Football League clubs 'failing to meet disabled guidelines'

Wheelchair user Joshua Gardner at Huddersfield Town FC
Image caption BBC reporter and wheelchair user Joshua Gardner found even Huddersfield Town FC, considered to be a good ground for wheelchair users, had a steep slope and uncovered seating

Many football league clubs in Yorkshire and Lincolnshire "provide insufficiently" for wheelchair users, the BBC has found.

Non-compulsory guidelines on how clubs should cater for disabled fans have been in place since 2004.

A BBC Inside Out report found that several clubs, including Sheffield United and Scunthorpe United, were under-performing.

Sheffield United has 91 fewer seats than the recommended amount.

Image copyright Getty Images
Image caption In 2015, Paralympian Baroness Tanni Grey-Thompson said Premier League clubs needed to "step up" in providing adequate facilities for disabled fans

The Accessible Stadia Guide, a set of government guidelines, states the minimum standard to which all newly-constructed grounds have to meet in the provision, location, and quality of facilities for disabled fans.

Clubs in existing grounds must make "reasonable adjustments" to make sure everyone can access their services.

Along with Sheffield United, other grounds with far fewer seats than the guidelines recommend include Scunthorpe United (72 fewer), Leeds United (57 fewer) and Bradford City (40 fewer).

York City and Doncaster Rovers have 14 and 13 fewer respectively, while Hull City have just 144 of the recommended 162 seats. In contrast, Huddersfield Town and Rotherham United each have 10 more seats for disabled fans than required.

Barnsley FC and Sheffield Wednesday did not respond to the survey.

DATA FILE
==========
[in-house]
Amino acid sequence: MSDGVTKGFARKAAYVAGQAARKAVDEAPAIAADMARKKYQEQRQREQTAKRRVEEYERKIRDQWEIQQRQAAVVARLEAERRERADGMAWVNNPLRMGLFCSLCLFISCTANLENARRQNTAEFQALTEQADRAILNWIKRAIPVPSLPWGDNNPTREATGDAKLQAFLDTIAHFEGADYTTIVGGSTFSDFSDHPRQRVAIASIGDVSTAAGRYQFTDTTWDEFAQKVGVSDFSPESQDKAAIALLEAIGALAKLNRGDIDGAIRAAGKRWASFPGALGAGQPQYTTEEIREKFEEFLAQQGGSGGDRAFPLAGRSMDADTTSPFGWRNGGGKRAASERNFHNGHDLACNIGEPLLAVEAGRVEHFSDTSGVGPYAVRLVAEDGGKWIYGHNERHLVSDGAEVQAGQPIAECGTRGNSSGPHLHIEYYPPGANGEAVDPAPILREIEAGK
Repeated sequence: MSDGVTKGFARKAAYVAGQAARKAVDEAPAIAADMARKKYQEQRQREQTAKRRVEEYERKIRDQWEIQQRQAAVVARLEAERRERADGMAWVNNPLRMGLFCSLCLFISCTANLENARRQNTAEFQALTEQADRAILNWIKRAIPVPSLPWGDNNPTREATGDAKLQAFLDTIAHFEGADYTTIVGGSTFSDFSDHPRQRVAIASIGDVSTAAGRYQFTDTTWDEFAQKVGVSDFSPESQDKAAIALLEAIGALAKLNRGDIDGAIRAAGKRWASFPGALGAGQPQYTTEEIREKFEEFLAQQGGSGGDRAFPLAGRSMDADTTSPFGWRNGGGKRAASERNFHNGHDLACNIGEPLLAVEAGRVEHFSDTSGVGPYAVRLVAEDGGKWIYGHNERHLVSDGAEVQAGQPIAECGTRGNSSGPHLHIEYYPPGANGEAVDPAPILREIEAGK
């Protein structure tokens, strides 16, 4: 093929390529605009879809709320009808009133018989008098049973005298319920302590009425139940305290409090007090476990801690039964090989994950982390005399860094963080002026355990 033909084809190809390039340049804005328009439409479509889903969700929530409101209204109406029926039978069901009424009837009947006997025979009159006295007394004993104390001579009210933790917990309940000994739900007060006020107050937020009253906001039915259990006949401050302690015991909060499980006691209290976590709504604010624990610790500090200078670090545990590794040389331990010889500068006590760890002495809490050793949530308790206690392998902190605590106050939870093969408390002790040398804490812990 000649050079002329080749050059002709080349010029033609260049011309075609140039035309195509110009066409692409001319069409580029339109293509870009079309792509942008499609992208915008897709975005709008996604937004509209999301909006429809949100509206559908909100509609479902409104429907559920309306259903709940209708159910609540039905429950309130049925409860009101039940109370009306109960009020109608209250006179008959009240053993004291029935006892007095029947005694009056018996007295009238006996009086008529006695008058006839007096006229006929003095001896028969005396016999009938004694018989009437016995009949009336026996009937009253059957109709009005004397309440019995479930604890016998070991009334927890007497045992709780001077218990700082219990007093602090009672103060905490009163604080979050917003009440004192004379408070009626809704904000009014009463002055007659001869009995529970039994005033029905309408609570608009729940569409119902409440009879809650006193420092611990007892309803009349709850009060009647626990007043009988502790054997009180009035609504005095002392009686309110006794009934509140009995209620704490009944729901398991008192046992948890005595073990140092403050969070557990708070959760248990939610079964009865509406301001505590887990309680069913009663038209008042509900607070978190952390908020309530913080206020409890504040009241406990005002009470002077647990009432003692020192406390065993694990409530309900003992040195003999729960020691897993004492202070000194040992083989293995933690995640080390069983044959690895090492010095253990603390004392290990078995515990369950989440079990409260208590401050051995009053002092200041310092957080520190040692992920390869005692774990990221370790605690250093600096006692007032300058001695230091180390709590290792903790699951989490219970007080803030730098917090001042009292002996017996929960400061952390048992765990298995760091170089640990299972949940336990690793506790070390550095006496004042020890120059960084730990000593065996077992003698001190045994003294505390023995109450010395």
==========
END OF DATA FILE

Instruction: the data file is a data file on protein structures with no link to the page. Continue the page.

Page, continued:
Across the country, less than a third of football league clubs meet the recommendations for wheelchair spectator provision.

Burnley FC in the Championship has the lowest rate of wheelchair spaces compared with the guideline target, with 110 fewer seats than it should have.

Meanwhile, Blackburn Rovers has 109 more seats for wheelchair users than the target.

In League One, Southend United is worst for wheelchair provision with 90 fewer seats, while Blackpool is best with 30 more than required.

In League Two, Carlisle United has 120 seats fewer than recommended while Luton Town has 18 more.

Fulham, QPR, Reading, Bury, Chesterfield, Coventry City, Fleetwood Town, Swindon Town, Cambridge United, Hartlepool United and Leyton Orient did not respond to the survey.

The Football League said clubs were working hard to "deliver the match day experience that disabled supporters deserve", in line with the government's recent Inclusive and Accessible Stadia report and the views of disabled rights campaigners.

"Instead of spending resources on extra capacity for which there may be no demand, our focus is to improve the match-day experience for those disabled supporters that do attend," it said.

"87% of league clubs [in England] now employ dedicated staff to assist disabled fans, 86% of clubs ensure that away disabled supporters sit with their fellow away fans, and 97% of clubs provide accessible parking or drop off points for disabled fans."

In September, Premier League clubs agreed to improve access for disabled supporters by August 2017 after a government report criticised inadequate facilities and support at Premier League grounds.

Minister for Disabled People Justin Tomlinson said increasing the number of seats was among the areas for improvement.

"A disability shouldn't be a barrier to attending sporting events," he said.

Image caption The Accessible Stadia Guide sets out a minimum standard which all newly-constructed grounds have to meet in the provision, location, and quality of facilities for disabled fans.

Inside Out Yorkshire and Lincolnshire is broadcast on Monday, 7 March at 19:30 GMT on BBC One, and nationwide on the iPlayer for seven days thereafter.

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